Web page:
I don’t really know much about angels – Arch or otherwise – but that little dog was definitely sent from the universe. It was my friend Deborah who ultimately identified him as Gabriel. He had been waiting for me to find him.
Gabriel was my First Mate. He was with me through a marriage and a divorce, 1 house, 3 apartments, 6 job changes, and countless breakups. I would take him on long, long walks through the city and he would trot along beside me, looking up with a smile, his little gray tail waving like a flag. He sniffed every disgusting pungent sidewalk smell and peed on everything vertical.
I went through a lot of sadness in the years before and after my divorce from my first husband, and Gabriel would curl up as close as he could and siphon away the sobs as they would choke through me. He coolly kept his distance from the many men that I brought through my doors, knowing that none of them were worthy of much attention from either of us, but unable to put words to his disapproval of my choices in suitors. I was carving deep ruts into my soul with my self-loathing behavior patterns during those years.
Gabriel tried to reflect back to me in his gentle eyes how much love I was truly worth receiving. He showed me my worth every day through his loyalty, his warm body snuggled next to mine. But he couldn’t speak it. He couldn’t shake me awake and help me to find value in my own being. And, small and poodle-y as he was, he couldn’t even bite the ankles of those leeches and manipulators and chase them away before they made their way into my bed. But he stayed honest and true, sharing his heart with me until the very end.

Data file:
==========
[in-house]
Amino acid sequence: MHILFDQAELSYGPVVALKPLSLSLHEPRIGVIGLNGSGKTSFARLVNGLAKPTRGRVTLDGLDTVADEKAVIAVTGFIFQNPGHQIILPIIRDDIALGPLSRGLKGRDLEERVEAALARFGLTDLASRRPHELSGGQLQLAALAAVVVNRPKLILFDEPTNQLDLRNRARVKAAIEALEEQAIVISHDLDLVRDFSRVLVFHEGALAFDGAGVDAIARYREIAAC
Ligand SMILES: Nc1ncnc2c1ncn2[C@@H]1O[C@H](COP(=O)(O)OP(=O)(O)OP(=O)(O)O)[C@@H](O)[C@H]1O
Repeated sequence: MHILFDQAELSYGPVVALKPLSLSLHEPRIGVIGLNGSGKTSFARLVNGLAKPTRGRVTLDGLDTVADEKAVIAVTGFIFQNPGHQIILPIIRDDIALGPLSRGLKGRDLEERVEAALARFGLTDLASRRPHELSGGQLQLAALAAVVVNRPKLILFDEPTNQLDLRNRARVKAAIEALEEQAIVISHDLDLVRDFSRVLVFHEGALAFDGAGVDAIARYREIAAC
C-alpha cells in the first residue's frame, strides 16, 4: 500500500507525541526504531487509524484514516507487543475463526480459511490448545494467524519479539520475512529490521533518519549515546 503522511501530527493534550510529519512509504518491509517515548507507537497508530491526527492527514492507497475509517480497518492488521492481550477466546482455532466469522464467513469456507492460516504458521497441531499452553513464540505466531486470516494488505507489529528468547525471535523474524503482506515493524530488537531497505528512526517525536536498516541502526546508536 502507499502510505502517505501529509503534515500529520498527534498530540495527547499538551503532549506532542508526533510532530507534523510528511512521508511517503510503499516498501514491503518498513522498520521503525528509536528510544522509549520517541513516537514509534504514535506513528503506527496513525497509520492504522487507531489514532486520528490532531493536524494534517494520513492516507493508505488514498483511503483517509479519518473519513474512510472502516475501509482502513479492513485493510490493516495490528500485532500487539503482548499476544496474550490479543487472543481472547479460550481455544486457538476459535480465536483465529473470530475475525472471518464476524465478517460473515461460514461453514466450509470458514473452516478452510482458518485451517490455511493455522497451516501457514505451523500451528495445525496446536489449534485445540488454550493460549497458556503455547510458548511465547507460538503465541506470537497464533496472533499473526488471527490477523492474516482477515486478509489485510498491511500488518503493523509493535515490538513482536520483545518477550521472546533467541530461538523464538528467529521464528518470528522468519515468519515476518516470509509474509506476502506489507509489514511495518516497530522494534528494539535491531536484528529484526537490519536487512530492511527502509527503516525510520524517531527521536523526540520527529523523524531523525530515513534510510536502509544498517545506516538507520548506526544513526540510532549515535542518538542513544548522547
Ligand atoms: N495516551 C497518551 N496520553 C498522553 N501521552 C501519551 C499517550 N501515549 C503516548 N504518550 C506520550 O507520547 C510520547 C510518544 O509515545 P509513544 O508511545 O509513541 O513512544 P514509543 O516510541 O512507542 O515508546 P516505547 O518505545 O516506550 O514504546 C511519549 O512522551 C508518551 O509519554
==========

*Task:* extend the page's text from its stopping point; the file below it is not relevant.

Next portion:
Gabriel came into my life in a kind of sneaky way…First of all, they said his name was Bedlington (which was a flimsy alias anyway, I’m sure) and Second, I wasn’t even supposed to be looking for a dog at that point. My lease made it perfectly clear that pets weren’t allowed in my vintage Plaza apartment. I’m not sure what force kept pulling my attention to the Petfinder website, but I was checking it a couple times a week. I liked to look at the cute puppies and fantasize about snuggling them. I wanted a poodle puppy someday, this I knew for sure. My boyfriend wanted a big dog (they always do, to prove their manliness I suppose. Same reason men covet Hummers and diesel trucks). But ultimately, he didn’t have much say in the situation, namely because he was barely employed and it was my apartment anyway. Besides, he was smart enough to know how good he had it, living there rent-free while I worked as a newbie environmental engineer. He knew enough not to rock the boat and let me have my way most of the time.
So one sleepy afternoon while wasting time at my cubicle desk, I stumbled upon this blurry picture of a sad-looking miniature poodle on Petfinder.com. “Name: Bedlington; Breed: Poodle mix; Age: 5-7 years,” it read. Not exactly the cream of the crop. But I kept clicking back to his picture. Something about it… all the other dogs were posed to show off their toothy grins or perky ears, but “Bedlington” was curled up in the back of a dingy cage, looking straight into the camera, eyes big, ears down. He looked defeated. I had to go see him.
I went after work a few days later. My boyfriend came with, or maybe he didn’t… (I can’t really remember; This story isn’t about him anyway, it was always just between me and Gabe). The grumpy androgynous woman behind the humane society desk led me back to the cages. Before we even opened the door, the dogs could sense us coming – it was like that scene from Annie where all the orphans start freaking out and primping to try to get adopted. The dogs were all barking and wagging and practically putting on a choreographed dance number: “Look at me! Pick me!” We passed by them all, leaving them pathetically whining in desperation, and she finally stopped next to a seemingly empty cage on the top row.